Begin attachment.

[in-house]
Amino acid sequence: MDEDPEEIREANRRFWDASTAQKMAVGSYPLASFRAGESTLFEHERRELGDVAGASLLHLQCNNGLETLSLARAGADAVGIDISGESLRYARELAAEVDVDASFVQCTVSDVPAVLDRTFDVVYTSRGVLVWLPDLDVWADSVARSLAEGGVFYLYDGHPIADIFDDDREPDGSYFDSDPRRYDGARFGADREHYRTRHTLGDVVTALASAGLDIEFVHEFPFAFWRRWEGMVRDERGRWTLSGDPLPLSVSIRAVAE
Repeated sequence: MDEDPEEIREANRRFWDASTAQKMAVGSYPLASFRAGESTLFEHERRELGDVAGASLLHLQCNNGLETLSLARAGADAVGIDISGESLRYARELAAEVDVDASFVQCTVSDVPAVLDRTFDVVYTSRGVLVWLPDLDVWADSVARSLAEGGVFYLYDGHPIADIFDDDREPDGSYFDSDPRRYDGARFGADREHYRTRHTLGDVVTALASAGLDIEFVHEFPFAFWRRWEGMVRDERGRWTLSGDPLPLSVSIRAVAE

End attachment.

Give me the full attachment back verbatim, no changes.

[in-house]
Amino acid sequence: MDEDPEEIREANRRFWDASTAQKMAVGSYPLASFRAGESTLFEHERRELGDVAGASLLHLQCNNGLETLSLARAGADAVGIDISGESLRYARELAAEVDVDASFVQCTVSDVPAVLDRTFDVVYTSRGVLVWLPDLDVWADSVARSLAEGGVFYLYDGHPIADIFDDDREPDGSYFDSDPRRYDGARFGADREHYRTRHTLGDVVTALASAGLDIEFVHEFPFAFWRRWEGMVRDERGRWTLSGDPLPLSVSIRAVAE
Repeated sequence: MDEDPEEIREANRRFWDASTAQKMAVGSYPLASFRAGESTLFEHERRELGDVAGASLLHLQCNNGLETLSLARAGADAVGIDISGESLRYARELAAEVDVDASFVQCTVSDVPAVLDRTFDVVYTSRGVLVWLPDLDVWADSVARSLAEGGVFYLYDGHPIADIFDDDREPDGSYFDSDPRRYDGARFGADREHYRTRHTLGDVVTALASAGLDIEFVHEFPFAFWRRWEGMVRDERGRWTLSGDPLPLSVSIRAVAE